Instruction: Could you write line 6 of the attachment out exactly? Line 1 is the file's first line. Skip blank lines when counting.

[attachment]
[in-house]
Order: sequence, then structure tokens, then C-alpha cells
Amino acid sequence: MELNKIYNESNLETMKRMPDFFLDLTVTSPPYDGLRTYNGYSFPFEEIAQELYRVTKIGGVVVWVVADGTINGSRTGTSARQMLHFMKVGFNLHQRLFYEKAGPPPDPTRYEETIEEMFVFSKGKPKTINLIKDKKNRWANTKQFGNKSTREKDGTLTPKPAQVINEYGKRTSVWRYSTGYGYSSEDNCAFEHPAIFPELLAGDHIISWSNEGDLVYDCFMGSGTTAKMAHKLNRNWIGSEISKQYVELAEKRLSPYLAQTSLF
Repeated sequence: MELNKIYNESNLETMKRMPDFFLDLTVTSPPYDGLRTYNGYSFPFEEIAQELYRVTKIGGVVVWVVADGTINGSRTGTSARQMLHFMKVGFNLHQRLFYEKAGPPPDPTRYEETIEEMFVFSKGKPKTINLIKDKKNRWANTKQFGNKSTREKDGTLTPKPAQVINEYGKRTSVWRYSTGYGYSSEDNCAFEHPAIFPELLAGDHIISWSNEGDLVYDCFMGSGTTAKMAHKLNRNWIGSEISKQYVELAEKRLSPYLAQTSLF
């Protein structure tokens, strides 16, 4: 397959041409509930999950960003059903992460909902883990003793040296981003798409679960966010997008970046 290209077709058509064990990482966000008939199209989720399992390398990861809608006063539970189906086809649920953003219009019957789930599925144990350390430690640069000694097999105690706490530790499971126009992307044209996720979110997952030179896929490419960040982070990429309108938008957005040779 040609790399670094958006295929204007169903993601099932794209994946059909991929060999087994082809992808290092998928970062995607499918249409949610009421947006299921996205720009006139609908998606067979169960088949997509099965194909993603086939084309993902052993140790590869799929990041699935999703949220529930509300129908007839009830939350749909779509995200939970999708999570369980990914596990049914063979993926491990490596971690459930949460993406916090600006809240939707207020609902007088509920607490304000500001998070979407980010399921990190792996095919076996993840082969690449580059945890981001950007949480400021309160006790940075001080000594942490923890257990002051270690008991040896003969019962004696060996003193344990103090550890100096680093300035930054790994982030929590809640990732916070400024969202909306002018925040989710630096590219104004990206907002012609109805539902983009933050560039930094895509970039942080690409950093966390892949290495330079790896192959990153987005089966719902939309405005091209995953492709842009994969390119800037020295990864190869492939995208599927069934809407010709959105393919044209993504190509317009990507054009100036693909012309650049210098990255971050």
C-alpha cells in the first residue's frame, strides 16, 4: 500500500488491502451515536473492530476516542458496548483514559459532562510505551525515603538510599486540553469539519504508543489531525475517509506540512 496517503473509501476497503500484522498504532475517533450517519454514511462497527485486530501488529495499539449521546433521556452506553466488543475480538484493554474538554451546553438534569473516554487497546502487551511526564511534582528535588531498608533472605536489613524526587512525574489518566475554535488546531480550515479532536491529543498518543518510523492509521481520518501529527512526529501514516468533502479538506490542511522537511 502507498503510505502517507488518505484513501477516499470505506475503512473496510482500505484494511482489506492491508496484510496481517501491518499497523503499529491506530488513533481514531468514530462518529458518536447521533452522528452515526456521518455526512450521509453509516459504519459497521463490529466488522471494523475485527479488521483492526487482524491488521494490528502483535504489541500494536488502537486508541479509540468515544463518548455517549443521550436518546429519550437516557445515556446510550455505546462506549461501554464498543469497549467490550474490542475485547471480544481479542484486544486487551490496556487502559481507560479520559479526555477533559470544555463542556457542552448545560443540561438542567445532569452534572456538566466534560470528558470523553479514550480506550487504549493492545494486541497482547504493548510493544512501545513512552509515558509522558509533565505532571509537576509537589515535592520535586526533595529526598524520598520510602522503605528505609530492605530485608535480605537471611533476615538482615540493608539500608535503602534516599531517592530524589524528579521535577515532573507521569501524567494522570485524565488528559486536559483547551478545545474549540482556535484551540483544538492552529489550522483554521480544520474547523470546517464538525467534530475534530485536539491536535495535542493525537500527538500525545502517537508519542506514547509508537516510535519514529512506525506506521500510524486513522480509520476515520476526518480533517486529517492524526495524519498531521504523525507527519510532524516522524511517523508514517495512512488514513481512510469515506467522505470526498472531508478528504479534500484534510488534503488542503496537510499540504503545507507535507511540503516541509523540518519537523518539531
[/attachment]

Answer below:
C-alpha cells in the first residue's frame, strides 16, 4: 500500500488491502451515536473492530476516542458496548483514559459532562510505551525515603538510599486540553469539519504508543489531525475517509506540512 496517503473509501476497503500484522498504532475517533450517519454514511462497527485486530501488529495499539449521546433521556452506553466488543475480538484493554474538554451546553438534569473516554487497546502487551511526564511534582528535588531498608533472605536489613524526587512525574489518566475554535488546531480550515479532536491529543498518543518510523492509521481520518501529527512526529501514516468533502479538506490542511522537511 502507498503510505502517507488518505484513501477516499470505506475503512473496510482500505484494511482489506492491508496484510496481517501491518499497523503499529491506530488513533481514531468514530462518529458518536447521533452522528452515526456521518455526512450521509453509516459504519459497521463490529466488522471494523475485527479488521483492526487482524491488521494490528502483535504489541500494536488502537486508541479509540468515544463518548455517549443521550436518546429519550437516557445515556446510550455505546462506549461501554464498543469497549467490550474490542475485547471480544481479542484486544486487551490496556487502559481507560479520559479526555477533559470544555463542556457542552448545560443540561438542567445532569452534572456538566466534560470528558470523553479514550480506550487504549493492545494486541497482547504493548510493544512501545513512552509515558509522558509533565505532571509537576509537589515535592520535586526533595529526598524520598520510602522503605528505609530492605530485608535480605537471611533476615538482615540493608539500608535503602534516599531517592530524589524528579521535577515532573507521569501524567494522570485524565488528559486536559483547551478545545474549540482556535484551540483544538492552529489550522483554521480544520474547523470546517464538525467534530475534530485536539491536535495535542493525537500527538500525545502517537508519542506514547509508537516510535519514529512506525506506521500510524486513522480509520476515520476526518480533517486529517492524526495524519498531521504523525507527519510532524516522524511517523508514517495512512488514513481512510469515506467522505470526498472531508478528504479534500484534510488534503488542503496537510499540504503545507507535507511540503516541509523540518519537523518539531